KHN Morning Briefing

Summaries of health policy coverage from major news organizations

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Bundled Payments Model For Joint Replacement Could Save Government Billions: Study

In other regulatory news, revised federal rules guarantee people in nursing homes more flexibility on food and roommate choices, as well as improved procedures for grievances and discharges.

Kaiser Health News: Bundled Payments Work, Study Finds, But HHS Nominee No Fan
A recent change in the way Medicare pays for joint replacements is saving millions of dollars annually — and could save billions — without impacting patient care, a new study has found. But the man Donald Trump has picked to be the secretary of Health and Human Services has vocally opposed the new mandatory payment program and is likely to revoke it. Under the new program, Medicare effectively agrees to pay hospitals a set fee — a bundled payment — for all care related to hip or knee replacement surgery, from the time of the surgery until 90 days after. Traditionally, hospitals collect payments for many components of care and rehabilitation individually. (Bluth, 1/3)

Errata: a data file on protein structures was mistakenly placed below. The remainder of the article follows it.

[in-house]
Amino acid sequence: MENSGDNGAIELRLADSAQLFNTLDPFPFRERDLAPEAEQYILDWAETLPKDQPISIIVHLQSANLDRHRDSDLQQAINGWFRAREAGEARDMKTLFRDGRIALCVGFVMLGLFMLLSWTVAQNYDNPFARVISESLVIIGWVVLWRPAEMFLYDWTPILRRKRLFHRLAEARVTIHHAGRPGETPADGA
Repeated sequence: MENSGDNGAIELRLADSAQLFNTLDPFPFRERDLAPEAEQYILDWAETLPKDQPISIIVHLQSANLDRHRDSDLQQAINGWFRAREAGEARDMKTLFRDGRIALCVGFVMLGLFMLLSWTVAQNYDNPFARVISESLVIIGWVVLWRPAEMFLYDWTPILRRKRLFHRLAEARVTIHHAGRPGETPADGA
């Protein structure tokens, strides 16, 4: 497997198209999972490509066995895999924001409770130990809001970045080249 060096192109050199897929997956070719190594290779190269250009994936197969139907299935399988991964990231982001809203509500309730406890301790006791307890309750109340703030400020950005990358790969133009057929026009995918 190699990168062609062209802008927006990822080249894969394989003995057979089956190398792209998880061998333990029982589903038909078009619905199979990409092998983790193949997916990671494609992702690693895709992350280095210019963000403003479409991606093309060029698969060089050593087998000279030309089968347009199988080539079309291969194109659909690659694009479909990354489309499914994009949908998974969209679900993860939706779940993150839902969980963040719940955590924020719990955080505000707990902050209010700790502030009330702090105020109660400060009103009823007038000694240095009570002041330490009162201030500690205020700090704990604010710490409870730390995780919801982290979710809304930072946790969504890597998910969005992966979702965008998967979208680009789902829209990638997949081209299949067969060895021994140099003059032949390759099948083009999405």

Kaiser Health News: New Nursing Home Rules Offer Residents More Control Of Their Care
About 1.4 million residents of nursing homes across the country now can be more involved in their care under the most wide-ranging revision of federal rules for such facilities in 25 years. The changes reflect a shift toward more “person-centered care,” including requirements for speedy care plans, more flexibility and variety in meals and snacks, greater review of a person’s drug regimen, better security, improved grievance procedures and scrutiny of involuntary discharges. (Jaffe, 1/4)

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